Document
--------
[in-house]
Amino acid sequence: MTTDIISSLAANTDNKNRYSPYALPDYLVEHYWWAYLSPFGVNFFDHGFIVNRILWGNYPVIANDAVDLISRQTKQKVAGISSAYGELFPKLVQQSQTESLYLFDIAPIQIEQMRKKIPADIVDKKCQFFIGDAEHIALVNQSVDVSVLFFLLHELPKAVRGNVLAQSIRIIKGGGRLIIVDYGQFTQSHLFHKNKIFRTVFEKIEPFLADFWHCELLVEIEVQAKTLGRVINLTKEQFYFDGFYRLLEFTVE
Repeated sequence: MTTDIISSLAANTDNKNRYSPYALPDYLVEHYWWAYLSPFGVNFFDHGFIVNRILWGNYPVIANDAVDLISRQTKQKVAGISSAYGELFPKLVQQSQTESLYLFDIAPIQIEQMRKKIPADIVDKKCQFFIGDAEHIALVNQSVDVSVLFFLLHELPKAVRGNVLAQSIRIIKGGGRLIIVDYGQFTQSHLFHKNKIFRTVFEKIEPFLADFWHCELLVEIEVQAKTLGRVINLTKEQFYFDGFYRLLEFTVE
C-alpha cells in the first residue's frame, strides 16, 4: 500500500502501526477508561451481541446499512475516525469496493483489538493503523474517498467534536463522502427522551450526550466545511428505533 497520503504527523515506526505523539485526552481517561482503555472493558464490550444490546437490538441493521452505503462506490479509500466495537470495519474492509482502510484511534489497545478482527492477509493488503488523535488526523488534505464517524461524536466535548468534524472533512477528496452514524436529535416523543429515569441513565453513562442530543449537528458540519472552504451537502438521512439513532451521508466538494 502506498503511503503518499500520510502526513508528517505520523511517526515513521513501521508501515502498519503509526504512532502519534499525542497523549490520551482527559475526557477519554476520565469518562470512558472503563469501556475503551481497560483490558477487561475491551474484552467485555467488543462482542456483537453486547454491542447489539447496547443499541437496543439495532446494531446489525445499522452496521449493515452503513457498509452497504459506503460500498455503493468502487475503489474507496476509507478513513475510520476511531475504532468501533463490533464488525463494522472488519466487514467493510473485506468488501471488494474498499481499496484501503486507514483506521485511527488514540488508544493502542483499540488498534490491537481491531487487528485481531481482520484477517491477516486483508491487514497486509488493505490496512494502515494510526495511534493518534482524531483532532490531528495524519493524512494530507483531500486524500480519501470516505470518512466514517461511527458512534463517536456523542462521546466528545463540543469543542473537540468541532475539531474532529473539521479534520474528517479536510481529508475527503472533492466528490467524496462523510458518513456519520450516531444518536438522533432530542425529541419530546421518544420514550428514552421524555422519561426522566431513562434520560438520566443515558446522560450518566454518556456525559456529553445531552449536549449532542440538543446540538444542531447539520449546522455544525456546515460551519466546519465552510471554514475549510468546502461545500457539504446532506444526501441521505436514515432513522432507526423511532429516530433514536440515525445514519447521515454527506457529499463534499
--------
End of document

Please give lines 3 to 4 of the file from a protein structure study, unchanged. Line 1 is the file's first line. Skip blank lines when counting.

Repeated sequence: MTTDIISSLAANTDNKNRYSPYALPDYLVEHYWWAYLSPFGVNFFDHGFIVNRILWGNYPVIANDAVDLISRQTKQKVAGISSAYGELFPKLVQQSQTESLYLFDIAPIQIEQMRKKIPADIVDKKCQFFIGDAEHIALVNQSVDVSVLFFLLHELPKAVRGNVLAQSIRIIKGGGRLIIVDYGQFTQSHLFHKNKIFRTVFEKIEPFLADFWHCELLVEIEVQAKTLGRVINLTKEQFYFDGFYRLLEFTVE
C-alpha cells in the first residue's frame, strides 16, 4: 500500500502501526477508561451481541446499512475516525469496493483489538493503523474517498467534536463522502427522551450526550466545511428505533 497520503504527523515506526505523539485526552481517561482503555472493558464490550444490546437490538441493521452505503462506490479509500466495537470495519474492509482502510484511534489497545478482527492477509493488503488523535488526523488534505464517524461524536466535548468534524472533512477528496452514524436529535416523543429515569441513565453513562442530543449537528458540519472552504451537502438521512439513532451521508466538494 502506498503511503503518499500520510502526513508528517505520523511517526515513521513501521508501515502498519503509526504512532502519534499525542497523549490520551482527559475526557477519554476520565469518562470512558472503563469501556475503551481497560483490558477487561475491551474484552467485555467488543462482542456483537453486547454491542447489539447496547443499541437496543439495532446494531446489525445499522452496521449493515452503513457498509452497504459506503460500498455503493468502487475503489474507496476509507478513513475510520476511531475504532468501533463490533464488525463494522472488519466487514467493510473485506468488501471488494474498499481499496484501503486507514483506521485511527488514540488508544493502542483499540488498534490491537481491531487487528485481531481482520484477517491477516486483508491487514497486509488493505490496512494502515494510526495511534493518534482524531483532532490531528495524519493524512494530507483531500486524500480519501470516505470518512466514517461511527458512534463517536456523542462521546466528545463540543469543542473537540468541532475539531474532529473539521479534520474528517479536510481529508475527503472533492466528490467524496462523510458518513456519520450516531444518536438522533432530542425529541419530546421518544420514550428514552421524555422519561426522566431513562434520560438520566443515558446522560450518566454518556456525559456529553445531552449536549449532542440538543446540538444542531447539520449546522455544525456546515460551519466546519465552510471554514475549510468546502461545500457539504446532506444526501441521505436514515432513522432507526423511532429516530433514536440515525445514519447521515454527506457529499463534499